Planning Roundup 2018 - Ever Evolving Planning Law Landscape in Ireland
10 December 2018
Launching judicial reviews for strategic infrastructure developments
The Planning and Development Act 2000 as amended provides for a special planning application process for strategic infrastructure development (SID). This procedure allows for the local planning authority to be bypassed entirely and the application be made directly to An Bord Pleanála, the Irish State planning appeals board. SID status is afforded to developments which are considered of strategic importance to the State. They most commonly consist of energy infrastructure, transport infrastructure, large housing development and environmental infrastructure projects.
Due to the fact that often these developments are large in scale and complexity, decisions of An Bord Pleanála are challenged on a regular basis by way of judicial review. Applications for consent to launch a judicial review must be made to the High Court. A new practice direction was issued in February 2018 concerning judicial review applications in this context. All applications for consent to launch a judicial review of permissions or decisions concerning strategic infrastructure developments must now only be made to an assigned Judge in the Commercial Court. Applications can be made at 10.30am every Thursday.
The applicant must lodge all required papers in a bound, indexed and paginated form with the Central Office marked “Strategic Infrastructure Application” no later than 4.00pm on the preceding Monday.
Where an applicant is granted permission to launch a judicial review, the Judge will provide the parties with all necessary additional directions with a view to ensuring a fair, just and expeditious hearing of the matter.
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Adequacy of reasons in planning decisions
In a case before the Supreme Court, Connelly v An Bord Pleanála & Ors  IESC 31, the application for permission for a wind farm development consisting of six turbines was initially turned down by Clare County Council in 2011. However, following an appeal to the Planning Board, it was later granted permission in 2014. Ms Connelly, a local resident, then brought judicial review proceedings challenging the Board’s decision. The High Court ruled in favour of Ms Connelly and quashed the Board’s decision. The Board applied to the Supreme Court and was granted leave to bring a leapfrog appeal direct to the Supreme Court.
The central issue before the High Court and Supreme Court was whether adequate reasons were given by the Board in its decision (the Decision). In the Decision, the Board stated that it was satisfied that the information before it was adequate to undertake an Environmental Impact Assessment (EIA) and an Appropriate Assessment (AA) for the proposed development.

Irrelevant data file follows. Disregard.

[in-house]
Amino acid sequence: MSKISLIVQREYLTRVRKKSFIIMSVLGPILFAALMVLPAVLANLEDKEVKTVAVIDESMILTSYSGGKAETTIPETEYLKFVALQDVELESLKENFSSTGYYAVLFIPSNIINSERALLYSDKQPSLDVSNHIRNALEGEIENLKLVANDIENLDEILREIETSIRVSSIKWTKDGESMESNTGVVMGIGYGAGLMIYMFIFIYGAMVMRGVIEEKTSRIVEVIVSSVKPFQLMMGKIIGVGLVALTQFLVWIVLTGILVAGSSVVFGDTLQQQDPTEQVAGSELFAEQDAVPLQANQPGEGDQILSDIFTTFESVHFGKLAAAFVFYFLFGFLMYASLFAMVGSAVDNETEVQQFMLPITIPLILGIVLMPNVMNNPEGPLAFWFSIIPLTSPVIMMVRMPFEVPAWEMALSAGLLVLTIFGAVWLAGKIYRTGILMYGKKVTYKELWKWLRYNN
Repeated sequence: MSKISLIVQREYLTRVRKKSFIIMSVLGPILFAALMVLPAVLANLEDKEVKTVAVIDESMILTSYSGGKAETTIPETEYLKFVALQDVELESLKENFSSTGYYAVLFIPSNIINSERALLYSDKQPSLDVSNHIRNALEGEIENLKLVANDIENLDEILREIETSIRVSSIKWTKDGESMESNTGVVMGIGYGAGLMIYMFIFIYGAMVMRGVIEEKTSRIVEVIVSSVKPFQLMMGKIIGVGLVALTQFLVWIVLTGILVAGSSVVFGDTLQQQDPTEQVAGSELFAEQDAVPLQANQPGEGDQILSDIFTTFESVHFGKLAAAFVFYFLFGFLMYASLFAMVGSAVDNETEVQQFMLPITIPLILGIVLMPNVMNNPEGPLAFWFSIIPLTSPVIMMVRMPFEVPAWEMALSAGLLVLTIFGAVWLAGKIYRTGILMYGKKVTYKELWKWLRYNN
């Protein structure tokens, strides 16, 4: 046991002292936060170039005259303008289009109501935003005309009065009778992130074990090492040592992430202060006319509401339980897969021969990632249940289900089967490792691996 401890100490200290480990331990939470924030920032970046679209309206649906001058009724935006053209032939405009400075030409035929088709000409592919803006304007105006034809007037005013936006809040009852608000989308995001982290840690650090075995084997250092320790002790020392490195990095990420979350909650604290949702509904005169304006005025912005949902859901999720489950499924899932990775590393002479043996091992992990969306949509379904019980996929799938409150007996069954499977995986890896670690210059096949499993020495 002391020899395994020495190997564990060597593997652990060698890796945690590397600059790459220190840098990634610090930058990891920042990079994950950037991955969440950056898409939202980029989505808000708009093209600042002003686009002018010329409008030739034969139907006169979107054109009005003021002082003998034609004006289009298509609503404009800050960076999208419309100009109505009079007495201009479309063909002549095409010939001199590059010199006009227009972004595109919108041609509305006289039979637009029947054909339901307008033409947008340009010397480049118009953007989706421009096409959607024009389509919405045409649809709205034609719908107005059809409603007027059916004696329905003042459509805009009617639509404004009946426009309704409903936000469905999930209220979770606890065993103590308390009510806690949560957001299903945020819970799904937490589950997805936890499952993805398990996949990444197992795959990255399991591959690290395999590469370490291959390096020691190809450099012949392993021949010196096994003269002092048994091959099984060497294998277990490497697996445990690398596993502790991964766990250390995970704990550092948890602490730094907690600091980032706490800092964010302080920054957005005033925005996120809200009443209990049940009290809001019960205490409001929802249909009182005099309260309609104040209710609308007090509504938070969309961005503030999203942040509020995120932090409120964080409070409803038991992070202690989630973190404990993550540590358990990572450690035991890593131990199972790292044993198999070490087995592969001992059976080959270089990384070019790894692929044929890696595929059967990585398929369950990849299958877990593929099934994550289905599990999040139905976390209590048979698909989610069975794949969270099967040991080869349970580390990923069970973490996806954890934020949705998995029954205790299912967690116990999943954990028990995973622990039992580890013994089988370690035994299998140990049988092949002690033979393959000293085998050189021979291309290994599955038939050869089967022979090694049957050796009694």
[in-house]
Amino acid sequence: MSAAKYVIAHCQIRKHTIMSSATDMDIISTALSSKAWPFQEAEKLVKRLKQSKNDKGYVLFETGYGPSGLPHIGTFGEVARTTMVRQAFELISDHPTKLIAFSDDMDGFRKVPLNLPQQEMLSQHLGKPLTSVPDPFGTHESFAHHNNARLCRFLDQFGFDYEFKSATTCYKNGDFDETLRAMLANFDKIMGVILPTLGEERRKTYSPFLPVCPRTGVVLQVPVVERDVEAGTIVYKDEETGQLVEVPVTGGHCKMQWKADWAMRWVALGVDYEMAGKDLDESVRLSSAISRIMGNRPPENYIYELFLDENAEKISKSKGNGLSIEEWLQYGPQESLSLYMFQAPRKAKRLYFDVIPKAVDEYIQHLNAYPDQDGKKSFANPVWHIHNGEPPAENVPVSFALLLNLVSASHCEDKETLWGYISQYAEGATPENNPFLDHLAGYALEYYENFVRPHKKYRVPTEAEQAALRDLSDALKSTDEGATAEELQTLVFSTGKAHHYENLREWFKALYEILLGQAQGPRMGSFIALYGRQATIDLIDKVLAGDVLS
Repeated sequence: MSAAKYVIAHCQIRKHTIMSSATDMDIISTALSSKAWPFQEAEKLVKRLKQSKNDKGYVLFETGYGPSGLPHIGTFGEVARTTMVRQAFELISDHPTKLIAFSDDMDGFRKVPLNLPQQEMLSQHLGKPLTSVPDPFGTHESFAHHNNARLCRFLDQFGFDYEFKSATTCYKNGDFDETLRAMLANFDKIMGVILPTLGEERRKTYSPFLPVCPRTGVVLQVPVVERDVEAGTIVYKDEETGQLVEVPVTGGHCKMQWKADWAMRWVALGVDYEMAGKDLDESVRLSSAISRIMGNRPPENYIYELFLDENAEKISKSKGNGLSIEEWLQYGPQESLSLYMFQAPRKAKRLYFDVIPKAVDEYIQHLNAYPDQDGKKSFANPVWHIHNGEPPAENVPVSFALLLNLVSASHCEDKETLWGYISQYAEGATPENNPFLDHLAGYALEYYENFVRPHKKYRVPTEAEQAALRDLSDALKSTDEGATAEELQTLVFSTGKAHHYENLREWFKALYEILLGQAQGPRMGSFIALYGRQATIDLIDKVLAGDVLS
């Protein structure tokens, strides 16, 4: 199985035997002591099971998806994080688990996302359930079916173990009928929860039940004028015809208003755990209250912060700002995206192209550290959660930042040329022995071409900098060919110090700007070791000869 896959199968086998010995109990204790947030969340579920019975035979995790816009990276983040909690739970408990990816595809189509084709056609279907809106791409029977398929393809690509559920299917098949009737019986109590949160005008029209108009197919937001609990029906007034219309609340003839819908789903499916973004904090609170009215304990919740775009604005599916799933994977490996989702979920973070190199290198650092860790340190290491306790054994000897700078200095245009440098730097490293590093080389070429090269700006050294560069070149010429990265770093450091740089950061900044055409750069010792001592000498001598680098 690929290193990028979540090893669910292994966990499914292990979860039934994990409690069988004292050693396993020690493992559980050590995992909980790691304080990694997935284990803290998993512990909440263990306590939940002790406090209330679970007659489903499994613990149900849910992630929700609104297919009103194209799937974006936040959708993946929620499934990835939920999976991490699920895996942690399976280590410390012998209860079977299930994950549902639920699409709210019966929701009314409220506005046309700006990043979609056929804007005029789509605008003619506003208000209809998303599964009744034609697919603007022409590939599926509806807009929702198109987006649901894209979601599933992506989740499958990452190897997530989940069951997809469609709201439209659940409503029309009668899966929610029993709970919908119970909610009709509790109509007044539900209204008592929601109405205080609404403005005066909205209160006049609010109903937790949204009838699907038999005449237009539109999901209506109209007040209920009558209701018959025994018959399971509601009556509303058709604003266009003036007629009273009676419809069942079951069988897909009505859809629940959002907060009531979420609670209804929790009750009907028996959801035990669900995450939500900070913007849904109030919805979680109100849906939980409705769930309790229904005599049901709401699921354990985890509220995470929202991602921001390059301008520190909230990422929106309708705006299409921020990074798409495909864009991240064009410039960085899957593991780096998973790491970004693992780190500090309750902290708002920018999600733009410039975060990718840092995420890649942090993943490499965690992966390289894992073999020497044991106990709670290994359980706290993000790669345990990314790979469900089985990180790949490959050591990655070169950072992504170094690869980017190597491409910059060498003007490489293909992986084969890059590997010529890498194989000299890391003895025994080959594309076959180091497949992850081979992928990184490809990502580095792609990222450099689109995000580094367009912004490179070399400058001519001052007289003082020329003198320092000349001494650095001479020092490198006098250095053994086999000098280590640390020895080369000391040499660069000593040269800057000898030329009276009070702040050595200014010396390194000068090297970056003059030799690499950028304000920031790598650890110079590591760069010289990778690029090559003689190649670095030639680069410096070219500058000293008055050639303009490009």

The Supreme Court held that in a case to which the environment impact assessment (EIA) regime applies, the decision must be sufficiently clear to enable any interested party to consider whether they may have grounds to challenge the decision on the basis that an adequate EIA had not been conducted. This requires that the decision, or other relevant and connected materials available to any interested party, must demonstrate that an EIA was carried out and that the decision maker properly had regard to the results of the EIA in coming to its conclusion.
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Distinction between mitigation measures and compensatory measures
The Court of Justice of the European Union (CJEU) clarified the distinction between mitigation measures and compensatory measures under Article 6 of the Habitats Directive. This followed a preliminary request from Ireland’s Supreme Court during proceedings.
The ruling of the CJEU clarifies that it is only when it is sufficiently certain that a measure will make an effective contribution to avoiding harm, guaranteeing beyond all reasonable doubt that the project will not adversely affect the integrity of the area, that such a measure may be taken into consideration when the appropriate assessment is carried out under Article 6(3).
Measures which are aimed at compensating for the negative effects of the project on a protected area can only be considered under Article 6(4).
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These 2018 developments yet again demonstrate the ever evolving planning law environment in Ireland and yet more changes and more references from the Irish Courts to the CJEU can be anticipated in 2019.
Accordingly, it is vital for developers to carefully consider best practice and ensure their planning applications comply with current Irish and EU jurisprudence to avoid lengthy and costly delays to their projects.
For more information relating to planning consents affecting your projects, contact a member of our Planning & Environment team.
The content of this article is provided for information purposes only and does not constitute legal or other advice.